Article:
Despite the closure of one chapter, however, this is merely the beginning of Rinzen’s story. “If all goes according to plan, he says, “these worlds that I’m creating will just get bigger and bigger. Eventually, I plan to bring these worlds on tour and accompany them with film.”

May his own hero’s journey bring success and enlightenment.

Rinzen

Photo credit: Michael Drummond

If we’re not mistaken, Rinzen means “sudden awakening.” What are some awakenings you’ve gone through as an artist?

From an early stage of the project, I realized I wanted to create entire worlds with my tracks. Almost like building a landscape or environment and then telling a story within it.

I think there are enough artists making purely club music out there — and there’s nothing wrong with that. I see Rinzen as my opportunity to try and make something different: to integrate all my interests such as writing, poetry, film, and music into one creative pursuit.

Give us the background story/inspiration behind each song on your Forbidden City EP. Also, get into why you grouped these songs in the way that you did. Is there an overarching story you’re looking to communicate?

“Belly of the Beast” was the first song I ever wrote on my Moog. I finished it right after travelling in Japan, with the beautiful, mystic scenery of Kyoto fresh in my mind.

“Forbidden City,” the title track, best exemplifies the overall tone of the EP. It hints at feelings of awe and reverence, yet also features more ominous undertones.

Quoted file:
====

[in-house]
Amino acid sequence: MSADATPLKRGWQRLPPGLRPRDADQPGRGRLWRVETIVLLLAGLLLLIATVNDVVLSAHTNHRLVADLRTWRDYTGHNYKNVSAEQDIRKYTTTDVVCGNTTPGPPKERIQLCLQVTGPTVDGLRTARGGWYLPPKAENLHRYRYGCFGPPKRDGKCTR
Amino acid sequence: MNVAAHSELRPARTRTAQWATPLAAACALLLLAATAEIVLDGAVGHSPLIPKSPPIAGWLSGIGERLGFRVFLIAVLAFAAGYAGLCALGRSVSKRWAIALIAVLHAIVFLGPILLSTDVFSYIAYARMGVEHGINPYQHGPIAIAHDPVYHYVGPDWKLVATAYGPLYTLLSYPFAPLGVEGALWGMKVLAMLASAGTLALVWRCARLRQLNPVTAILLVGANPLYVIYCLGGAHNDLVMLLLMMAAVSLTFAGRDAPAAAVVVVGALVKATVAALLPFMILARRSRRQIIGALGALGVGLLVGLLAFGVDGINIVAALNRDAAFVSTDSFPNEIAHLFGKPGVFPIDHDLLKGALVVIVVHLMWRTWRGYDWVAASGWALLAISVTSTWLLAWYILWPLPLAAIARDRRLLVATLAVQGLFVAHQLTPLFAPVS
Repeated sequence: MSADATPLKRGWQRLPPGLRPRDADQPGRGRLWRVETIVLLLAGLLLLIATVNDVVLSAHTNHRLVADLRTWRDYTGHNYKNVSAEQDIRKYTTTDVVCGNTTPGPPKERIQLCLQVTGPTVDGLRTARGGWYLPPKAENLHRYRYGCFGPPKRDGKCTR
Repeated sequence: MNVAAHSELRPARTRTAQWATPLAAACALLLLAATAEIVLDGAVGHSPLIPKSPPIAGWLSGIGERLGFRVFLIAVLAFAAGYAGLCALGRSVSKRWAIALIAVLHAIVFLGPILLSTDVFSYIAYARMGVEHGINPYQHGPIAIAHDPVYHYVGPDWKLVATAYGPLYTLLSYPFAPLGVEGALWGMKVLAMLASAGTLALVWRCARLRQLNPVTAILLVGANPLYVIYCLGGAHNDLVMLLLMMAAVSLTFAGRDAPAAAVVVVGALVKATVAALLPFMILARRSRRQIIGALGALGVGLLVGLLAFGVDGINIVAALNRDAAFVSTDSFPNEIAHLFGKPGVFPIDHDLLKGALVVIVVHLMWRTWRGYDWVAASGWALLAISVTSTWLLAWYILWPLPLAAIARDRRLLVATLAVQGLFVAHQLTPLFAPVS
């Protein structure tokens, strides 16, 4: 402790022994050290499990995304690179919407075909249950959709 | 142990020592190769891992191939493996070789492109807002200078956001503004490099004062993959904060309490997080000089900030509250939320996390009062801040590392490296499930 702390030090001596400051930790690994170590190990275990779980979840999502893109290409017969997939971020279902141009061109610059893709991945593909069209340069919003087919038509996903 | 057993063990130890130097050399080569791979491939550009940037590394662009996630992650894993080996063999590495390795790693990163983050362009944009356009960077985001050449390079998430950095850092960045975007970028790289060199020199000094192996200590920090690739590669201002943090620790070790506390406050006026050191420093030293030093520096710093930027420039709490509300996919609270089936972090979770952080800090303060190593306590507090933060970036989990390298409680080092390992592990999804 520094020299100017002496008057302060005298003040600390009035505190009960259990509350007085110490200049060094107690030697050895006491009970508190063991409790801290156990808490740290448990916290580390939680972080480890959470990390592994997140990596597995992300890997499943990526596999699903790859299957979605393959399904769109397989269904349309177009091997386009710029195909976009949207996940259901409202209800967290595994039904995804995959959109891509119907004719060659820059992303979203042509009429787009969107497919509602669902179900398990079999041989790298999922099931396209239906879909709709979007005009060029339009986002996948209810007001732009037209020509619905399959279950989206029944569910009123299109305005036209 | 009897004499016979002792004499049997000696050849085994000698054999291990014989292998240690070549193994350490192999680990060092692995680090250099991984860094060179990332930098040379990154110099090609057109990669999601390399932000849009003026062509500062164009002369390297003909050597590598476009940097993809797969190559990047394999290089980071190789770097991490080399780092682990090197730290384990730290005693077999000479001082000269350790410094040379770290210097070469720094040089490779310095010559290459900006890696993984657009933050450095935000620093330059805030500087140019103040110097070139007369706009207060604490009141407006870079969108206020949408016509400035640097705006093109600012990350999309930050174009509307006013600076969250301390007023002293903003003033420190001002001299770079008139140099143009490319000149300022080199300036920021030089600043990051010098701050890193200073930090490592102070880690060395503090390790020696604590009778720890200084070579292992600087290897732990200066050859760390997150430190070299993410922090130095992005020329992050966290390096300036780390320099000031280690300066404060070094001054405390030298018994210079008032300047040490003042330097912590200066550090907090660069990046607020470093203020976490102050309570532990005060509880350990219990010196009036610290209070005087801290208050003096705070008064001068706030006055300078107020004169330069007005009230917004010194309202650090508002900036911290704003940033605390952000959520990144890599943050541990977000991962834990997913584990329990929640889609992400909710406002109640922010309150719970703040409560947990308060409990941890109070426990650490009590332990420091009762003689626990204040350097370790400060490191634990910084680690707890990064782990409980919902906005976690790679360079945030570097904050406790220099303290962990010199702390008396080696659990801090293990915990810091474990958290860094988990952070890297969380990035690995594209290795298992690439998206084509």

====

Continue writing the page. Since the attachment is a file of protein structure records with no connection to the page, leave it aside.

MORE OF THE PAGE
I wanted a big climactic finish to the EP, and thus “Triumph of the Human Spirit” came about. It was the hardest track to finish. It took a marathon 50-hour struggle (over the course of a few days) to complete it.

I’m hugely inspired by Joseph Campbell’s ‘Hero’s Journey,’ which is basically the concept that there is one singular narrative which all our stories and myths are telling. I wanted the tracks, and the track order, to follow this framework. It’s the idea of being pulled out of your ordinary reality into the unknown and facing a series of trials — the conquering of which leads to a new sense of self-knowledge.

How do you go about choosing names for songs?

I’m very specific about song names, and try to attach them to a concept portrayed by the track. Most of my track names come about from concepts I’ve read about in either fiction or philosophy texts.

You used heavy orchestral elements to help convey emotions in your EP. What draws you to such classical sounds in particular?

There’s something really timeless and enduring about classical music. I find myself listening to it more and more these days. I wanted to incorporate a bit of that influence into the EP. I see it as something that will only become more prominent in my music throughout the years.

Any last thoughts/things you want to say about this EP?

Ultimately, the EP is just the first step in my vision. If all goes according to plan, these worlds that I’m creating will just get bigger and bigger. Eventually, I plan to bring these worlds on tour and accompany them with film. Forbidden City is only the beginning.

 

Read More:

Monstergetdown & Rinzen devastate with techno weapon, ‘Paradox’

Rinzen crafts a poignant rework of ATTLAS’s ‘Aspen’

Rinzen provides sinister original debut, ‘Renegade,’ on mau5trap